The real farm gate price of milk has declined since 2007, while output has increased. As a result, dairy farmers must overcome tightening margins to remain in business. There are many ways of doing this, including increasing productivity by getting bigger, switching from dairy to other commodities, and even moving to other parts of the country that are more conducive to low-cost production. This has been a strong trend in dairy farming for more than a decade now: farmers in the interior of the country, where feed and fodder must be purchased, are exiting the milk industry, while the number of dairy farmers in the coastal areas, where animals graze on pasture, has not declined to the same extent.

The trend in the number of all farmers in the country will provide better answers, but here the problem is data. Fellow agricultural economists Wandile Sihlobo and Johann Kirsten have prepared a chapter on SA agriculture for the forthcoming Oxford Handbook of the South African Economy, addressing this data issue. According to their calculation, there were about 137,000 households in SA whose main source of income was primary agriculture in 2016, compared to the 40,000 VAT-registered farmers recorded by the 2017 agricultural census of Stats SA. Until these data problems are sorted out, only the brave will make definitive statements about concentration among primary producers in agriculture.

Third, the dynamics within agricultural markets and between agriculture and broader economic development pathways also need to be considered. It has been exactly 60 years since Bruce Johnson and John Mellor published their landmark paper on the “Roles of Agriculture in Economic Development” in the American Economic Review. Here they stressed the importance of agriculture in triggering development in the broader economy. They highlighted five intersectoral linkages and proposed that a “balanced growth” strategy is needed to simultaneously promote agriculture and industrial development, since the change in the agricultural sector has historically preceded economic growth in other sectors — in all countries bar city-states such as Hong Kong and Singapore.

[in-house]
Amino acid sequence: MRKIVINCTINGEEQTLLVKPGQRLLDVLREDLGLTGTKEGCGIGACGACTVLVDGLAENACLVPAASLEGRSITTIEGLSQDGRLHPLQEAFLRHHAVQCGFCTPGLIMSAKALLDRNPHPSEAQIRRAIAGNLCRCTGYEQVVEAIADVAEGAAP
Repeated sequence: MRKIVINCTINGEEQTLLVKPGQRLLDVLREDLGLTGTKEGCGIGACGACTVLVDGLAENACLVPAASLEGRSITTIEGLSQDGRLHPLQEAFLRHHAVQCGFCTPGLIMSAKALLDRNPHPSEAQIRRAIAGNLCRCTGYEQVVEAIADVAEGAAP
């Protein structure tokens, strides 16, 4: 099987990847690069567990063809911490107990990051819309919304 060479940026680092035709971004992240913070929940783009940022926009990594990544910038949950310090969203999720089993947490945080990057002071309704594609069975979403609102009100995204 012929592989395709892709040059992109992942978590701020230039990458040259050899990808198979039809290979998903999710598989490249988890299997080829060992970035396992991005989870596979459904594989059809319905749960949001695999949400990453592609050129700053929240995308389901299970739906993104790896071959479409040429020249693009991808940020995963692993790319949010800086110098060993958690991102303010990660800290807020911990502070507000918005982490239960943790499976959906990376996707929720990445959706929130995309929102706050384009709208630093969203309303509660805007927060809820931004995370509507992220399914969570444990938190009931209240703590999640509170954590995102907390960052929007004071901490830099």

Thus, as a country develops, resources (capital and labour) are pulled away from farms into the industrial and other sectors, which grow faster, leaving agriculture’s share of the economy declining over time even while the sector itself grows. This growth can be achieved in several different ways, one of which will always include the exploitation of scale and therefore lead to larger farms. International evidence suggests farm numbers do actually decline, and hence that farming units get bigger. The rate at which this happens depends on the nature and extent of government support for agriculture. Farm subsidies such as those of the EU can shield smaller enterprises from prevalent competitive global market forces and therefore retain their viability and avoid concentration problems. But subsidies can also lead to worrying concentration levels, such as is found in the US, where farm subsidies are smaller than in the EU but also different by nature.

In the SA case, commercial farmers have no such luxuries, with most if not all direct state support withdrawn by the end of deregulation in 1997/1998. The resultant striving for international competitiveness within open markets is the main driver of productivity growth and declining farm numbers in our case. Future growth in agriculture, for large and small enterprises, should contribute to developing SA’s economy, both on-farm and beyond the farm. We also need to improve the database upon which these decisions are made to avoid over-hasty conclusions about the extent of concentration in agriculture, whether one believes there is too much or too little.

• Pienaar is a senior agricultural economist at the Bureau for Food and Agricultural Policy. Meyer is MD at the bureau and an extraordinary professor in agricultural economics at Stellenbosch University. Vink is emeritus professor in agricultural economics at Stellenbosch University.